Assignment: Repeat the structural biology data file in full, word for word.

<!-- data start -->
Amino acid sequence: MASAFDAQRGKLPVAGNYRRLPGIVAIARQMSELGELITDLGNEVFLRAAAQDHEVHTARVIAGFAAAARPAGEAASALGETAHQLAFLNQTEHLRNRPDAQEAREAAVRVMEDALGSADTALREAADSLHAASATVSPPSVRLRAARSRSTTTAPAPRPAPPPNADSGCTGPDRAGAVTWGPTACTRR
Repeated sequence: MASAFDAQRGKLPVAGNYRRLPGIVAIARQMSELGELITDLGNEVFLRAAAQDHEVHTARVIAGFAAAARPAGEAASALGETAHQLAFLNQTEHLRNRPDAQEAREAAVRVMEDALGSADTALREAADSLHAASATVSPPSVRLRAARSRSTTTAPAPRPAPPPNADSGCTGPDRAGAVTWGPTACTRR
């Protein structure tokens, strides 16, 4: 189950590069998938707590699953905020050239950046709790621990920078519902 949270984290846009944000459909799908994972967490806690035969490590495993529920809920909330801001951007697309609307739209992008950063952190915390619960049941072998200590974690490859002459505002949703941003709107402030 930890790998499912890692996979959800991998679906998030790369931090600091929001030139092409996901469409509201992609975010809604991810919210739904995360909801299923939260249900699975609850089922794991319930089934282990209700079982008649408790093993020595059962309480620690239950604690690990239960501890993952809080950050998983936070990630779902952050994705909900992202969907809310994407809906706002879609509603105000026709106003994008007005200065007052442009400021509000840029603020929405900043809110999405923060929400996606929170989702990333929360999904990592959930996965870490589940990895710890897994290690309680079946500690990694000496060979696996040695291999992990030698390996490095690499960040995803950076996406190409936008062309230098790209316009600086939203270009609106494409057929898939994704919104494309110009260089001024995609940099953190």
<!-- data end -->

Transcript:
Amino acid sequence: MASAFDAQRGKLPVAGNYRRLPGIVAIARQMSELGELITDLGNEVFLRAAAQDHEVHTARVIAGFAAAARPAGEAASALGETAHQLAFLNQTEHLRNRPDAQEAREAAVRVMEDALGSADTALREAADSLHAASATVSPPSVRLRAARSRSTTTAPAPRPAPPPNADSGCTGPDRAGAVTWGPTACTRR
Repeated sequence: MASAFDAQRGKLPVAGNYRRLPGIVAIARQMSELGELITDLGNEVFLRAAAQDHEVHTARVIAGFAAAARPAGEAASALGETAHQLAFLNQTEHLRNRPDAQEAREAAVRVMEDALGSADTALREAADSLHAASATVSPPSVRLRAARSRSTTTAPAPRPAPPPNADSGCTGPDRAGAVTWGPTACTRR
């Protein structure tokens, strides 16, 4: 189950590069998938707590699953905020050239950046709790621990920078519902 949270984290846009944000459909799908994972967490806690035969490590495993529920809920909330801001951007697309609307739209992008950063952190915390619960049941072998200590974690490859002459505002949703941003709107402030 930890790998499912890692996979959800991998679906998030790369931090600091929001030139092409996901469409509201992609975010809604991810919210739904995360909801299923939260249900699975609850089922794991319930089934282990209700079982008649408790093993020595059962309480620690239950604690690990239960501890993952809080950050998983936070990630779902952050994705909900992202969907809310994407809906706002879609509603105000026709106003994008007005200065007052442009400021509000840029603020929405900043809110999405923060929400996606929170989702990333929360999904990592959930996965870490589940990895710890897994290690309680079946500690990694000496060979696996040695291999992990030698390996490095690499960040995803950076996406190409936008062309230098790209316009600086939203270009609106494409057929898939994704919104494309110009260089001024995609940099953190």